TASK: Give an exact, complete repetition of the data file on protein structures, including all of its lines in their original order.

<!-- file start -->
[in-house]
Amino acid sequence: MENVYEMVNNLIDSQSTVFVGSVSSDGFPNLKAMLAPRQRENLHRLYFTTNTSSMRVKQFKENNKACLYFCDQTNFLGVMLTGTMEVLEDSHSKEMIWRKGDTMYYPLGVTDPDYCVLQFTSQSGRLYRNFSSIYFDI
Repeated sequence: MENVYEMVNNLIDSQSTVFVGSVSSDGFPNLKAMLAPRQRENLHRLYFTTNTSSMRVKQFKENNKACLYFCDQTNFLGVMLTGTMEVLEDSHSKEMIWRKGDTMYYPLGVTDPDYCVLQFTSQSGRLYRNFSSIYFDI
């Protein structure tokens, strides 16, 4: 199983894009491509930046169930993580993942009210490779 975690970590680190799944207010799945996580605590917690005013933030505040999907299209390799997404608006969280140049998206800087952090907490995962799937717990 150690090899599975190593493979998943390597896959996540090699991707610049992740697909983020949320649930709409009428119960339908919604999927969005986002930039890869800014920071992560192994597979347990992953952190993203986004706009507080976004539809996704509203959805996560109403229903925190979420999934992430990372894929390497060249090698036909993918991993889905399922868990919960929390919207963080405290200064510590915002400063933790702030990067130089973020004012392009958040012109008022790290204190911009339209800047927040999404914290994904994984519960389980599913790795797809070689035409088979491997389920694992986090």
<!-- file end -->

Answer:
[in-house]
Amino acid sequence: MENVYEMVNNLIDSQSTVFVGSVSSDGFPNLKAMLAPRQRENLHRLYFTTNTSSMRVKQFKENNKACLYFCDQTNFLGVMLTGTMEVLEDSHSKEMIWRKGDTMYYPLGVTDPDYCVLQFTSQSGRLYRNFSSIYFDI
Repeated sequence: MENVYEMVNNLIDSQSTVFVGSVSSDGFPNLKAMLAPRQRENLHRLYFTTNTSSMRVKQFKENNKACLYFCDQTNFLGVMLTGTMEVLEDSHSKEMIWRKGDTMYYPLGVTDPDYCVLQFTSQSGRLYRNFSSIYFDI
């Protein structure tokens, strides 16, 4: 199983894009491509930046169930993580993942009210490779 975690970590680190799944207010799945996580605590917690005013933030505040999907299209390799997404608006969280140049998206800087952090907490995962799937717990 150690090899599975190593493979998943390597896959996540090699991707610049992740697909983020949320649930709409009428119960339908919604999927969005986002930039890869800014920071992560192994597979347990992953952190993203986004706009507080976004539809996704509203959805996560109403229903925190979420999934992430990372894929390497060249090698036909993918991993889905399922868990919960929390919207963080405290200064510590915002400063933790702030990067130089973020004012392009958040012109008022790290204190911009339209800047927040999404914290994904994984519960389980599913790795797809070689035409088979491997389920694992986090």